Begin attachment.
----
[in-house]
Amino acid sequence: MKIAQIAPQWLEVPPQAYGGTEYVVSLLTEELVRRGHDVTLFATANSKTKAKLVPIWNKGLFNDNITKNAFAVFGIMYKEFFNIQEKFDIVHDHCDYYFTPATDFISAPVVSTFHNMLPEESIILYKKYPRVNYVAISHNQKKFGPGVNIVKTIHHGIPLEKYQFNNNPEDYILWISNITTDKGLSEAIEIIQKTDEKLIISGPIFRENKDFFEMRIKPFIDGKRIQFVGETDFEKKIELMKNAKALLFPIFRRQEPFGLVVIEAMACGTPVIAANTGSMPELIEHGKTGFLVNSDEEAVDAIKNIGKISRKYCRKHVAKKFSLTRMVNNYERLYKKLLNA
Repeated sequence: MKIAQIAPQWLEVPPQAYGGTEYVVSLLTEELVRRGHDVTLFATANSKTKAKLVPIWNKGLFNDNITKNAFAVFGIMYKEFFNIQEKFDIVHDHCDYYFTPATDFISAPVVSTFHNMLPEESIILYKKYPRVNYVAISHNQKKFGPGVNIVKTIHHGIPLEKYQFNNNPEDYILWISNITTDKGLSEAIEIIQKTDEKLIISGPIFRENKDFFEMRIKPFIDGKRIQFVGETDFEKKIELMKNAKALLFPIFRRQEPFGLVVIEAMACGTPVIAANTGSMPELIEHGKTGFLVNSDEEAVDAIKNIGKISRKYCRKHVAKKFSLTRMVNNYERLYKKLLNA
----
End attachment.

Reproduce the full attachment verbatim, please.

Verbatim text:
[in-house]
Amino acid sequence: MKIAQIAPQWLEVPPQAYGGTEYVVSLLTEELVRRGHDVTLFATANSKTKAKLVPIWNKGLFNDNITKNAFAVFGIMYKEFFNIQEKFDIVHDHCDYYFTPATDFISAPVVSTFHNMLPEESIILYKKYPRVNYVAISHNQKKFGPGVNIVKTIHHGIPLEKYQFNNNPEDYILWISNITTDKGLSEAIEIIQKTDEKLIISGPIFRENKDFFEMRIKPFIDGKRIQFVGETDFEKKIELMKNAKALLFPIFRRQEPFGLVVIEAMACGTPVIAANTGSMPELIEHGKTGFLVNSDEEAVDAIKNIGKISRKYCRKHVAKKFSLTRMVNNYERLYKKLLNA
Repeated sequence: MKIAQIAPQWLEVPPQAYGGTEYVVSLLTEELVRRGHDVTLFATANSKTKAKLVPIWNKGLFNDNITKNAFAVFGIMYKEFFNIQEKFDIVHDHCDYYFTPATDFISAPVVSTFHNMLPEESIILYKKYPRVNYVAISHNQKKFGPGVNIVKTIHHGIPLEKYQFNNNPEDYILWISNITTDKGLSEAIEIIQKTDEKLIISGPIFRENKDFFEMRIKPFIDGKRIQFVGETDFEKKIELMKNAKALLFPIFRRQEPFGLVVIEAMACGTPVIAANTGSMPELIEHGKTGFLVNSDEEAVDAIKNIGKISRKYCRKHVAKKFSLTRMVNNYERLYKKLLNA